B. Common Law.

In the alternative, CIPCA argues it has a common law privilege, peculiar to a government instrumentality, that insulates its board meeting minutes from discovery. We agree the government has a number of privileges not available to other litigants. Association for Women in Science, 566 F.2d at 343. Although we are not convinced CIPCA is an instrumentality so closely allied with the federal government that it may avail itself of these privileges, we shall assume, arguendo, that it is.

Generally, four factors must be present to justify finding a privilege that will foreclose discovery:

(1) The communications must originate in a confidence that they will not be disclosed. (2) This element of confidentiality must be essential to the full and satisfactory maintenance of the relation between the parties. (3) The relation must be one which in the opinion of the community ought to be sedulously fostered. (4) The injury that would inure to the relation by the disclosure of the communications must be greater than the benefit thereby gained for the correct disposal of the litigation.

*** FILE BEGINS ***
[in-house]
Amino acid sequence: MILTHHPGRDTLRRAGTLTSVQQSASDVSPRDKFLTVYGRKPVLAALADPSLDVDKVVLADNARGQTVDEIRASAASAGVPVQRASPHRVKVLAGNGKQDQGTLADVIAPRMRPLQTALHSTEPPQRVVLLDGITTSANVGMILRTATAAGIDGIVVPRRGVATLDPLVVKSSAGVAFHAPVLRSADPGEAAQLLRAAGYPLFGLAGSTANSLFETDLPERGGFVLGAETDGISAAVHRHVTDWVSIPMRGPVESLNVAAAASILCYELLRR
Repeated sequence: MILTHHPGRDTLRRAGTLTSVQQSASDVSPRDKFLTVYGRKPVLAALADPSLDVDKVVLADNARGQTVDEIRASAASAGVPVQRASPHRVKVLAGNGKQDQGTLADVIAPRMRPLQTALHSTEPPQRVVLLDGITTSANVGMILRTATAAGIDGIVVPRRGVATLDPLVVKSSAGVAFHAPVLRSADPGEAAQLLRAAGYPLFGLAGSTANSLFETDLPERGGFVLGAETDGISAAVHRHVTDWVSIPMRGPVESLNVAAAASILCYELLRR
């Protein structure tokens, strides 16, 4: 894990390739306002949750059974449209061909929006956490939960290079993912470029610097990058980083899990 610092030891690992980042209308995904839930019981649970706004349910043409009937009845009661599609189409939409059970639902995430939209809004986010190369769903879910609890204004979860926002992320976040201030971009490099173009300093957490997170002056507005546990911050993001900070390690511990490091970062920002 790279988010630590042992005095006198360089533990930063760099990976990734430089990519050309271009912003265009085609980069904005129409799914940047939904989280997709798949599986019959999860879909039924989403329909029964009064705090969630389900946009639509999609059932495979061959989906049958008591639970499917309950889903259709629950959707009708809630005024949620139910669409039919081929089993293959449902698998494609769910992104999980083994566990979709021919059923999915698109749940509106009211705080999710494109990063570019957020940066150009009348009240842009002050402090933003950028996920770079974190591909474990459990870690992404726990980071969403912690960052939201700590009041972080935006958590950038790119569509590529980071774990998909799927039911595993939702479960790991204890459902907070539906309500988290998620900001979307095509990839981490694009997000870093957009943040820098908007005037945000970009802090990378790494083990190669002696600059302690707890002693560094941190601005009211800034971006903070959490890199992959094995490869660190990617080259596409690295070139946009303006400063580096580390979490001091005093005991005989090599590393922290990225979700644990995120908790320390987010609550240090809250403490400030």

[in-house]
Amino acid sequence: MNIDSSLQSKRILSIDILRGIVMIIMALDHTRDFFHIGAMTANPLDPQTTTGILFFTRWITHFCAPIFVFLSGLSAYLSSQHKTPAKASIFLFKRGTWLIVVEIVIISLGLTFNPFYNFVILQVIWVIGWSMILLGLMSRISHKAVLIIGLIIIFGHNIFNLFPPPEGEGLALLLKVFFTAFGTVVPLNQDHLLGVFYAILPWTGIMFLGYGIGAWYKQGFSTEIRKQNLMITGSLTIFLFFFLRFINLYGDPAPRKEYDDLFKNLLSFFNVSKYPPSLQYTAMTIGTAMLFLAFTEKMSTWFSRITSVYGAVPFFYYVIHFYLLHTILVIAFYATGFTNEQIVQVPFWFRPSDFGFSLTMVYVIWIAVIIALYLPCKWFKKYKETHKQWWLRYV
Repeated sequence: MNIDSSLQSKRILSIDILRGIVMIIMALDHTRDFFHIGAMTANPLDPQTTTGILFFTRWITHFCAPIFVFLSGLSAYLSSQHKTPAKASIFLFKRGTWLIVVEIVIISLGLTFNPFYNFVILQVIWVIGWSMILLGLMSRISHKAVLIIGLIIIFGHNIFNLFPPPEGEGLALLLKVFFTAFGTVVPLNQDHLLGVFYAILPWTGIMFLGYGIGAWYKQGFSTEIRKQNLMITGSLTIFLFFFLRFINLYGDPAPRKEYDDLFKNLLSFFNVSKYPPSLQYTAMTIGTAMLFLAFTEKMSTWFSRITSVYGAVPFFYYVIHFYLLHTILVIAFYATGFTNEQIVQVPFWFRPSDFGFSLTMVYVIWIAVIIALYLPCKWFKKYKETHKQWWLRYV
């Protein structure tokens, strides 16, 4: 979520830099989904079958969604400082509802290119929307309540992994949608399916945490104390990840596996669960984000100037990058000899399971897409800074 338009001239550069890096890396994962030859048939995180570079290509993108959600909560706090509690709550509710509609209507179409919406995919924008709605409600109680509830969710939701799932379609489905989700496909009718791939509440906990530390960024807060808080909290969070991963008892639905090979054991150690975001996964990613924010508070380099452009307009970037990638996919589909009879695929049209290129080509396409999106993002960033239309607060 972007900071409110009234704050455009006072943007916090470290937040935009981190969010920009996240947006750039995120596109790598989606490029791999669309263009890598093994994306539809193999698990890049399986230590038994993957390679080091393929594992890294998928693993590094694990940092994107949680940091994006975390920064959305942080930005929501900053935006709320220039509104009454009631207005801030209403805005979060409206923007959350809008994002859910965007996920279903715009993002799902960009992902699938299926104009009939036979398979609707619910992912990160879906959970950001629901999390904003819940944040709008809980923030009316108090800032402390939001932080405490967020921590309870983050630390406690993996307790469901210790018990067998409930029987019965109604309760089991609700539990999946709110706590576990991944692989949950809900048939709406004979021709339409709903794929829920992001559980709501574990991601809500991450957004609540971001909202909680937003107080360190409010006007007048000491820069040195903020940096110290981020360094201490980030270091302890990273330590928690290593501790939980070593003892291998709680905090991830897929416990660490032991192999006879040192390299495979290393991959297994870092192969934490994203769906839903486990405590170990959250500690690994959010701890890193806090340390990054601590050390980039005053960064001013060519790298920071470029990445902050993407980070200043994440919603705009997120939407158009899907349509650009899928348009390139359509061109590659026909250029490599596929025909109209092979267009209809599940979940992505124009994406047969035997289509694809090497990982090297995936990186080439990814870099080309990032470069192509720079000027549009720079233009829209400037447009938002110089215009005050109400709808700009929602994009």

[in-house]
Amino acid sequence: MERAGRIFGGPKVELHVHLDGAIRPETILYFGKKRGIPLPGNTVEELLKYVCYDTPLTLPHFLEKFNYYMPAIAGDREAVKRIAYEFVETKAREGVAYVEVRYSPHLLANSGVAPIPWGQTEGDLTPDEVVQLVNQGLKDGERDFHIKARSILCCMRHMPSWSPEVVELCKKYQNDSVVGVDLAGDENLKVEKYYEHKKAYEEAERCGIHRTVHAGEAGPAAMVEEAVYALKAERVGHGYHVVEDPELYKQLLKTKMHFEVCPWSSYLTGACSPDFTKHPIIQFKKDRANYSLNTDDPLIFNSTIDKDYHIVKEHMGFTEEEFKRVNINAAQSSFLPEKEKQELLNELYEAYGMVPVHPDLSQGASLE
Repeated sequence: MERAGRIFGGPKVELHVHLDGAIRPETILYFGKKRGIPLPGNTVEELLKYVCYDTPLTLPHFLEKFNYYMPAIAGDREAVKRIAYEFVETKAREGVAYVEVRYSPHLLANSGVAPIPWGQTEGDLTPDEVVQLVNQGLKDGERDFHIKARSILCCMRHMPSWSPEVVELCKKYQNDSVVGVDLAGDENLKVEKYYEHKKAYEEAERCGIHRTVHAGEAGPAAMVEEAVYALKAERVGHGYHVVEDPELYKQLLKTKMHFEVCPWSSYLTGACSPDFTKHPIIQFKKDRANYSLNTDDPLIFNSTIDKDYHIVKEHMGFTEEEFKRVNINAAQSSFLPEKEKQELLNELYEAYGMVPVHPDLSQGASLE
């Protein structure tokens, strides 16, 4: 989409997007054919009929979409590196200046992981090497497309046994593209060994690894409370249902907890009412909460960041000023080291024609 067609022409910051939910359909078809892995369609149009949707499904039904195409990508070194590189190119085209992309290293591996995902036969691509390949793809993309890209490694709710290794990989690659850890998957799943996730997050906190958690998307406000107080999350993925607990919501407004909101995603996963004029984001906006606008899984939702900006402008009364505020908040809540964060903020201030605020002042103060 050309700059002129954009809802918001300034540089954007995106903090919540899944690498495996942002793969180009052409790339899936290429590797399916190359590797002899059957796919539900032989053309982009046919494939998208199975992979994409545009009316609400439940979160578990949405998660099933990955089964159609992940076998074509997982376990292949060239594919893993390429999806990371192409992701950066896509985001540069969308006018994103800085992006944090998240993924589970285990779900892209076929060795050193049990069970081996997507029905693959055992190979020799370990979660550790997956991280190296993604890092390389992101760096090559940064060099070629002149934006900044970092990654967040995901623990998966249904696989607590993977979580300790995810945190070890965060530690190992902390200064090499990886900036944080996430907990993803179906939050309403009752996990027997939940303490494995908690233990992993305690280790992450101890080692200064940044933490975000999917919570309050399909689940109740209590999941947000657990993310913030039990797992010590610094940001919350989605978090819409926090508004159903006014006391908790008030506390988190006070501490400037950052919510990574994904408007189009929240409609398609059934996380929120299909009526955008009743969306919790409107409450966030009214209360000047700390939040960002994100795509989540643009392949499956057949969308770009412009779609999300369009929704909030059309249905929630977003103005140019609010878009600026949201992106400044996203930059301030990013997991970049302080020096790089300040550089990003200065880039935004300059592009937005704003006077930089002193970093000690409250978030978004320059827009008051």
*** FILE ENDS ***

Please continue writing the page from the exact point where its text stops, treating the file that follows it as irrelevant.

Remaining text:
Rosenblatt v. Northwest Airlines, 54 F.R.D. 21, 22-23 (S.D.N.Y.1971) (quoting 8 J. Wigmore, Evidence § 2285 (McNaughton rev. 1961) (emphasis in original)).

Application of this four-factor test necessarily requires a balancing of the need for information sought and the harm that would result were the information to be disclosed. This balancing of interests is the approach taken by the clear majority of courts. See, e.g., United States v. O'Neill, 619 F.2d 222, 227 (3d Cir.1980); Association for Women in Science, 566 F.2d at 346; Carr, 431 F.2d at 388; Dowd v. Calabrese, 101 F.R.D. 427, 436 (D.D.C.1984); Community Savings and Loan Association v. Federal Home Loan Bank Board, 68 F.R.D. 378, 381 (E.D.Wis.1975).